Wednesday, April 26, 2017

Cities and Towns Continue to Lead the Way with New “Mayors For 100% Clean Energy” Push

Cities and Towns Continue to Lead the Way with New “Mayors For 100% Clean Energy” Push

In the past year we’ve seen over 25 cities across the U.S. embrace renewables as their power source by committing to transition to 100 percent clean energy. From San Diego to Abita Springs, Louisiana, from Salt Lake City to St. Petersburg, Florida, big cities and small towns know that clean energy is the way to cleaner air, climate action, better jobs, and a stronger economy.
Yet few of these commitments would be possible without the leadership of a visionary mayor. That’s why we’re excited to announce a new Ready For 100 push, called Mayors for 100% Clean Energy, to urge more mayors nationwide to endorse a vision of 100 percent clean energy.
Mayors know first-hand the harmful effects that pollution, the high cost of energy, and climate change have on people and families in their cities. From increased rates of asthma to missed days of school and work, mayors see how dirty fuels like coal and gas harm our health and put entire communities at risk. They’ve witnessed how fossil fuel companies and utilities have held cities back by locking us into costly, polluting energy while fighting or stalling affordable clean energy solutions. Many mayors govern cities that are grappling with the increasing risks associated with climate change, which put a strain on city budgets and infrastructure.
But mayors are also at the vanguard of innovative, bi-partisan solutions. Mayors Philip Levine of Miami Beach, Jackie Biskupski of Salt Lake City, Kevin Faulconer of San Diego, and Steve Benjamin of Columbia, South Carolina share a commitment to lead their communities and the nation toward a cleaner, more reliable and affordable energy. As Co-Chairs of Mayors For 100% Clean Energy, these mayors are leading by example and inviting their peers across the country to join them in supporting a transition to clean, renewable energy.
Mayors have a way of elevating issues when their time has come.
  St. Petersburg Mayor Rick Kriseman was the first
mayor in Florida to lead his city to a commitment
 to a 100% clean energy future for all.
 
We are in such a moment. A majority of Americans want clean air, clean water, and clean energy. Americans oppose cuts to environmental protections and they opposed cuts to the agencies that keep us safe from pollution. By a more than 5 to 1 margin, voters say the U.S. should keep its commitment to the Paris Agreement to reduce carbon pollution and address climate change. And too many American lives are lost, especially in low income communities and communities of color, to the impacts of dirty fuels. The Trump administration has made abundantly clear that it is hell bent on gutting bedrock environmental protections and putting dirty energy interests first—even if it means putting millions of Americans at risk of illness, disease and even premature death.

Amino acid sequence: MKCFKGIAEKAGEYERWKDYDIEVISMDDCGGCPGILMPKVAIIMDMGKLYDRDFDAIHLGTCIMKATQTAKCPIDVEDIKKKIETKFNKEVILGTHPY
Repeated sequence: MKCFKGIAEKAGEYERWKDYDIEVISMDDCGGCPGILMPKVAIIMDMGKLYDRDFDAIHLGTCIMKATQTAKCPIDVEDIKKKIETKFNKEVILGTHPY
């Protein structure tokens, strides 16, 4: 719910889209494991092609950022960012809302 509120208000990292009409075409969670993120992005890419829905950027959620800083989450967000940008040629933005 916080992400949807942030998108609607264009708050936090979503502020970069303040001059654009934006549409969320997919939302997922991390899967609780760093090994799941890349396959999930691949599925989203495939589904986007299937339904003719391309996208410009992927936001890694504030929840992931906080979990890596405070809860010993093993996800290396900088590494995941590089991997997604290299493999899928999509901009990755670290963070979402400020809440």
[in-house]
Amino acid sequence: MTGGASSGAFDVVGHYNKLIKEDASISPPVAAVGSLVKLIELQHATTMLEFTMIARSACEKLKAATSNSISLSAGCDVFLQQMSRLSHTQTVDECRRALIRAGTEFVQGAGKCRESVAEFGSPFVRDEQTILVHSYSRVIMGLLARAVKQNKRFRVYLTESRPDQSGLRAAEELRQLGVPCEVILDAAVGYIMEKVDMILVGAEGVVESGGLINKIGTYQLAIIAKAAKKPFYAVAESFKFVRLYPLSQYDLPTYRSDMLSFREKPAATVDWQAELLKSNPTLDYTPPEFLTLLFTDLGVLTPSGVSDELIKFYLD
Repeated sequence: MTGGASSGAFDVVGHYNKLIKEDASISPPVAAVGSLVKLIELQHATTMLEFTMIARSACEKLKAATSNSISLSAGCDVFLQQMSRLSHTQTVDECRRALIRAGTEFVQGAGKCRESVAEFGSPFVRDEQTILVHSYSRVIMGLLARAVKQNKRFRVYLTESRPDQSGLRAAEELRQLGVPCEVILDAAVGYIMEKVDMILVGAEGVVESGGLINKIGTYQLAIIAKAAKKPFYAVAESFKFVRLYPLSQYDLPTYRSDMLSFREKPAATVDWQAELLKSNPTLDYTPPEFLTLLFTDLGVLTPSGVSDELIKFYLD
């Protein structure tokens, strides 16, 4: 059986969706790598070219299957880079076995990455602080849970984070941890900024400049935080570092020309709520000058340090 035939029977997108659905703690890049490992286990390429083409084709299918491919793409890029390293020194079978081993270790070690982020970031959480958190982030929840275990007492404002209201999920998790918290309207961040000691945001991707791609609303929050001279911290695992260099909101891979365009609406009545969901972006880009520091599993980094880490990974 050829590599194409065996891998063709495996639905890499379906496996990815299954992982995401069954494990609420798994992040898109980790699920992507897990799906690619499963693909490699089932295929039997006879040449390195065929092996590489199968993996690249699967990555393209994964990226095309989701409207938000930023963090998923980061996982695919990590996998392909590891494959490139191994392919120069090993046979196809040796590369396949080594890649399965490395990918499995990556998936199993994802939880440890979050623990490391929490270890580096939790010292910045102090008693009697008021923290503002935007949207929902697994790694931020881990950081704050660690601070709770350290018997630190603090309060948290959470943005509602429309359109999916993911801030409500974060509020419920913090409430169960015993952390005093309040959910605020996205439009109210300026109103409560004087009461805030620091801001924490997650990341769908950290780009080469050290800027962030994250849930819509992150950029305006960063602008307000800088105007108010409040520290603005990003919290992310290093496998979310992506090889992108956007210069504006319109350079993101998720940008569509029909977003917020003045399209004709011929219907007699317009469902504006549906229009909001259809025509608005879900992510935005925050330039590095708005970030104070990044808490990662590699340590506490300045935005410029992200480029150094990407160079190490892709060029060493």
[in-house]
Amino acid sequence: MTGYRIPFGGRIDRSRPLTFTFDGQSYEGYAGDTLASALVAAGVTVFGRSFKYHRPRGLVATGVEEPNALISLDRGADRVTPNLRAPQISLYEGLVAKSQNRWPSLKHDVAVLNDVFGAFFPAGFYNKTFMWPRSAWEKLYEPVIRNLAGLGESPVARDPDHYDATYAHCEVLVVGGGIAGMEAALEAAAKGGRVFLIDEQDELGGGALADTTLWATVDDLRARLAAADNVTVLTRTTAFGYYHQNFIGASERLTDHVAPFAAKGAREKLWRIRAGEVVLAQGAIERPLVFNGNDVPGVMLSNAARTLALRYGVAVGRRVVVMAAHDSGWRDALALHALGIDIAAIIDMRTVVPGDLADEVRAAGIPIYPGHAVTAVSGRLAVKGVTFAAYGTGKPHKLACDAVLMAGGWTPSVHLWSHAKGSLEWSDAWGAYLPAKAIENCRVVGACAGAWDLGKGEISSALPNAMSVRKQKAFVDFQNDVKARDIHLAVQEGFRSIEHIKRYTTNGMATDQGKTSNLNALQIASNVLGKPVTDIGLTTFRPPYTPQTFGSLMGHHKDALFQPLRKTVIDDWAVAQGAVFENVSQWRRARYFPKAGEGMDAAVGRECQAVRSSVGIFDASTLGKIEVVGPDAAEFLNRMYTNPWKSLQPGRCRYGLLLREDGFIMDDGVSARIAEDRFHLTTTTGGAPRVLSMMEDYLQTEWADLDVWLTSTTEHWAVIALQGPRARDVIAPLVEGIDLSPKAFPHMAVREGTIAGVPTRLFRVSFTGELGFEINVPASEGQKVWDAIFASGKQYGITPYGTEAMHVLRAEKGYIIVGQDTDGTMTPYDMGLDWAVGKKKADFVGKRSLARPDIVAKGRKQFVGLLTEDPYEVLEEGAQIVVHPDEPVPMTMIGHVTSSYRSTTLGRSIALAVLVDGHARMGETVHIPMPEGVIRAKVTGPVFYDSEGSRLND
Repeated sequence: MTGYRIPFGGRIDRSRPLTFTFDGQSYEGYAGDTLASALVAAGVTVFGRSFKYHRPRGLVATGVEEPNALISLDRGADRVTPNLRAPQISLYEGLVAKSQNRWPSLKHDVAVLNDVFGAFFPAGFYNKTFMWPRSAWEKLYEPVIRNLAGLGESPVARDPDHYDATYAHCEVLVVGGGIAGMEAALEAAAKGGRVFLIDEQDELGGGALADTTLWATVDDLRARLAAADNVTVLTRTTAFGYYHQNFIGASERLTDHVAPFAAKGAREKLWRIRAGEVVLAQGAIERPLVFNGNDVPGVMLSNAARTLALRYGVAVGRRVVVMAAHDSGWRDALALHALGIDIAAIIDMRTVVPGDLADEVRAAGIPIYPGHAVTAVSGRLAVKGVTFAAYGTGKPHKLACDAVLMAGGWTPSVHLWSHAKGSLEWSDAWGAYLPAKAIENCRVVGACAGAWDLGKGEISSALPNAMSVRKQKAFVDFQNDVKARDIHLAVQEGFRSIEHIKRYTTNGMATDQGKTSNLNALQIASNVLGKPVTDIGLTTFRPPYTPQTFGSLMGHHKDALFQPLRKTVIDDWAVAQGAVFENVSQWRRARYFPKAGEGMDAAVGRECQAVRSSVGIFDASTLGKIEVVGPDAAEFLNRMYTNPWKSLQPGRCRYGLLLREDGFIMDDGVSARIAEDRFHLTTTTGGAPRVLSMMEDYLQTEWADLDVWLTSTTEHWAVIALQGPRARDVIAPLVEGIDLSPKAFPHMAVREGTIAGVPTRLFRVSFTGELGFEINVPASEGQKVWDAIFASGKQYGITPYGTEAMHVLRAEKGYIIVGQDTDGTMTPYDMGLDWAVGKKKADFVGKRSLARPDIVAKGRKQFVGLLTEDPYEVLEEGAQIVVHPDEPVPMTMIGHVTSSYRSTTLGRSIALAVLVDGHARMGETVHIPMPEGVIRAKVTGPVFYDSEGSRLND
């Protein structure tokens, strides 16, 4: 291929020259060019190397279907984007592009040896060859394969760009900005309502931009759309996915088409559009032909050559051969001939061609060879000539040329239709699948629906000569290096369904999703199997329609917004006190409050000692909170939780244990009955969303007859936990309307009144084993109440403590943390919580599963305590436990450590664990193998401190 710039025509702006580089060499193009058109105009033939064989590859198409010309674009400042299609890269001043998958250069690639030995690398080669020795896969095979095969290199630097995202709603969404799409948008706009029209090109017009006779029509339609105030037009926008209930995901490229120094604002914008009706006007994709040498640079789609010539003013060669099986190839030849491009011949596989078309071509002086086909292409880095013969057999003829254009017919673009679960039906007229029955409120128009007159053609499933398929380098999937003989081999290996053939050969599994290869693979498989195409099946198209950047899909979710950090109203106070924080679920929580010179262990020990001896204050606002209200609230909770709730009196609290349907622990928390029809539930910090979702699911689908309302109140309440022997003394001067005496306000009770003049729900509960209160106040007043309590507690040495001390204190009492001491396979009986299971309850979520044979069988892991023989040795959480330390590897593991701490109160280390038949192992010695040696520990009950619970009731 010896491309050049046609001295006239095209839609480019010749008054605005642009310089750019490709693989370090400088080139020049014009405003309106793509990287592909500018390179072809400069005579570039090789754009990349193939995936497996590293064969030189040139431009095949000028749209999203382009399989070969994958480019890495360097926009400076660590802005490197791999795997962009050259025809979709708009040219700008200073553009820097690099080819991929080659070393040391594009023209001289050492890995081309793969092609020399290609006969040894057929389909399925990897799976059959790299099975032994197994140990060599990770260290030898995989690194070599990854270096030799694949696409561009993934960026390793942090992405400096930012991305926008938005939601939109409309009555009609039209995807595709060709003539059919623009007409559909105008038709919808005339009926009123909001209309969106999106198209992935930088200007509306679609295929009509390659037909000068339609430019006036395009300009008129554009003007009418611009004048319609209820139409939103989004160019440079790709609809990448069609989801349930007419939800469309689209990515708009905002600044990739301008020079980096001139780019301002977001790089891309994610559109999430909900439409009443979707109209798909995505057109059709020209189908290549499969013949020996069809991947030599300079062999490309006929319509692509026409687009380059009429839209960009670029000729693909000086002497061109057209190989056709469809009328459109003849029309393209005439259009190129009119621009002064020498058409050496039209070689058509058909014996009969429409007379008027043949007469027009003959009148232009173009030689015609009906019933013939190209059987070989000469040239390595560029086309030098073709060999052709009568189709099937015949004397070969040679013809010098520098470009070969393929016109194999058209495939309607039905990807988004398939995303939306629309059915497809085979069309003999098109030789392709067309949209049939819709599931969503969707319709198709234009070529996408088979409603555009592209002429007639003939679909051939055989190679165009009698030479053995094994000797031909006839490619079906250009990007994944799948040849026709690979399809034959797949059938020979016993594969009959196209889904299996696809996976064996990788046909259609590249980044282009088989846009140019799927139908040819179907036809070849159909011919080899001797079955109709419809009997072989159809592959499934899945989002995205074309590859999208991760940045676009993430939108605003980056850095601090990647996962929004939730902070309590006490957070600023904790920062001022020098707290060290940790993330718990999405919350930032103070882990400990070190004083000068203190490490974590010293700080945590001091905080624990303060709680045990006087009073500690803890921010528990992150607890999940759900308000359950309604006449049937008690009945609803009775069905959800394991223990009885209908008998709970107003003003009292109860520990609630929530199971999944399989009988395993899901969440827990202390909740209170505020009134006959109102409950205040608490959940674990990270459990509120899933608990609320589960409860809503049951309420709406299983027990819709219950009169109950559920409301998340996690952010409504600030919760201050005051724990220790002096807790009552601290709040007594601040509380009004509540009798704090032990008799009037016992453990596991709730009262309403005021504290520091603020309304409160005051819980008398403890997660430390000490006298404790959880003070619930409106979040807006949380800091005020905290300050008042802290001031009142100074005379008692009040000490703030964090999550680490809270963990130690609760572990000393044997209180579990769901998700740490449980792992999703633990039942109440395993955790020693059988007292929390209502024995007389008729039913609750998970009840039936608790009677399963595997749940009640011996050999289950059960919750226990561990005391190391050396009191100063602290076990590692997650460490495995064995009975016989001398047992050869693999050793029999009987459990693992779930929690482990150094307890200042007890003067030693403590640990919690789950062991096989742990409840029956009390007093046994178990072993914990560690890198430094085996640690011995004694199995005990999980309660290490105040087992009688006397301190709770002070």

We can meet these challenges head-on by leading the transition away from fossil fuels in our cities, our towns, and our communities.
Cities are uniquely positioned to drive the innovation, creativity, ideas, and solutions needed to tackle the pressing social and economic issues we are facing. A growing trend among cities committing to 100 percent renewable energy demonstrates the ambition of mayors, in red states and blue, to articulate a vision for our country that is aligned with the will and well-being of the people.
Miami Beach Mayor Philip
Levine
will host the Mayors for
100% Clean Energy
press event
at the U.S. Conference of Mayors
in his city June 23.  
100 percent renewable energy is both the right thing and the smart thing to do. In 100 percent cities like Georgetown, Texas, wind and solar provided an affordable and stable energy solution that shelters residents from the fluctuating costs of dirty fuels. Georgetown is now one of the first cities to run entirely on renewable energy.
Clean energy is saving schools, businesses, and faith communities serious money! Schools are saving millions of dollars that they are putting money back into the classroom after investing in solar. Churches are reinvesting in programs like food banks that serve low-income and impoverished communities with the money they save from going solar.Now is the time to transition from dirty fuels to 100 percent clean energy! Committing to 100 percent renewable energy will make cities and towns healthier and stronger today and in the future. Whether you’re a mayor or an activist you can take action now-- step up and support 100 percent clean and renewable energy in your community.